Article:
More energy is wasted in the perfectly edible food discarded by people in the U.S. each year than is extracted annually from the oil and gas reserves off the nation’s coastlines.
What’s so maddening about sloppy op-eds like this is that they give fodder to folks who hate the very notion that their food choices have any consequences beyond their own waistlines and bank balances. At a time when global warming is surely fueling fires, floods, and drought all over the world, we need to have an honest conversation about how the way we eat contributes to climate change.
What we don’t need are dishonest misrepresentations and tiresome stereotypes about the eat local movement. If you actually read what us good food folks have to say about eating ecologically, you’ll see that the emphasis is on adopting a
predominantly plant-based diet, eating foods when they’re in season, limiting your consumption of animal products and processed convenience foods, and avoiding the chemicals and pesticides that are used in conventional farming.
Buying local produce is obviously a part of the equation. But to portray it as the sole consideration of sustainable food advocates is to adopt a lazy contrarian position that is guaranteed to generate controversy, and just as sure to do absolutely nothing to engender a meaningful discussion about these issues. Budiansky needs to be taken out to the foodshed and pummeled with his own lousy logic.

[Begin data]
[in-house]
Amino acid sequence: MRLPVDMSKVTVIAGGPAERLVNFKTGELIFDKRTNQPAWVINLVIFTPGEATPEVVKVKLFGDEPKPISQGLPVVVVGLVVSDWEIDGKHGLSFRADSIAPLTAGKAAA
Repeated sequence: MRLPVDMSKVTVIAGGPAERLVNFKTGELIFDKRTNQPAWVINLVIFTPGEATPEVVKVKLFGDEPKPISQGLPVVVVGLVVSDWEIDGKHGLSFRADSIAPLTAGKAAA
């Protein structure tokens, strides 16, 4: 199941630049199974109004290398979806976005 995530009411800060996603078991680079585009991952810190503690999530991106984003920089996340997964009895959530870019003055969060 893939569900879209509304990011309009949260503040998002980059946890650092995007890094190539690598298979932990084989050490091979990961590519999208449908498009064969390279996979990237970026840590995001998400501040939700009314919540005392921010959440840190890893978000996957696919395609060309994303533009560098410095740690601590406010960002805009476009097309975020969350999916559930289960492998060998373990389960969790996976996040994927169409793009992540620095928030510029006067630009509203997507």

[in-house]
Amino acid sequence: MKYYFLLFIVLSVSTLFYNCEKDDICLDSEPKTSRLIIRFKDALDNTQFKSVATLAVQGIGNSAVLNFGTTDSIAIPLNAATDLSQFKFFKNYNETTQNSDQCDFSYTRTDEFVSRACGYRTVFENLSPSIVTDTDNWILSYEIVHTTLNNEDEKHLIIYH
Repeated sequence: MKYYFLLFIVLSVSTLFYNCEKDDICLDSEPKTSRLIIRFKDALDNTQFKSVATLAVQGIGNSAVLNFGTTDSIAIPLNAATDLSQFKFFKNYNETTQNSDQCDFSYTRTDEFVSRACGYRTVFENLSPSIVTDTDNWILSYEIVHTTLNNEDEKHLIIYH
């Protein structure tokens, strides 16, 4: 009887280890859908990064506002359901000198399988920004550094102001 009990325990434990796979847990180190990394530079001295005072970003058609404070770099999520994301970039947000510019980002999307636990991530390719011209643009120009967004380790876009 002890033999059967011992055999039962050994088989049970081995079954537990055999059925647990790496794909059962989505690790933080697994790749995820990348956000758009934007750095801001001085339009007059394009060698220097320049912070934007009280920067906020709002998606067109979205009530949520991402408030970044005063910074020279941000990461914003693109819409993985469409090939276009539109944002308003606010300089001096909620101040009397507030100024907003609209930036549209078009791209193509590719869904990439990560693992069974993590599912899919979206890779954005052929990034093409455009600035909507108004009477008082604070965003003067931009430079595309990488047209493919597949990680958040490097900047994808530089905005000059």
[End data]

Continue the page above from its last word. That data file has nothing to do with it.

Kerry Trueman is cofounder of EatingLiberally.org, a netroots website & organization that advocates sustainable agriculture, progressive politics, and a less-consumption-driven way of life. Trueman currently writes about climate change, low-impact living and sustainable agriculture for the Huffington Post, Civil Eats, and EatingLiberally, and authored a chapter on ecological eating for Rodale’s Whole Green Catalog. CREDO Mobile awarded her their “Activist Blogger of the Year” award for 2009. Her most recent projects are Retrovore.com, a website for farmers, gardeners and eaters who favor conservation over consumption; and The MudRoom, a weekly webcast in development that blends muckraking and cultural commentary. A version of this post first appeared on Huffington Post; used with permission.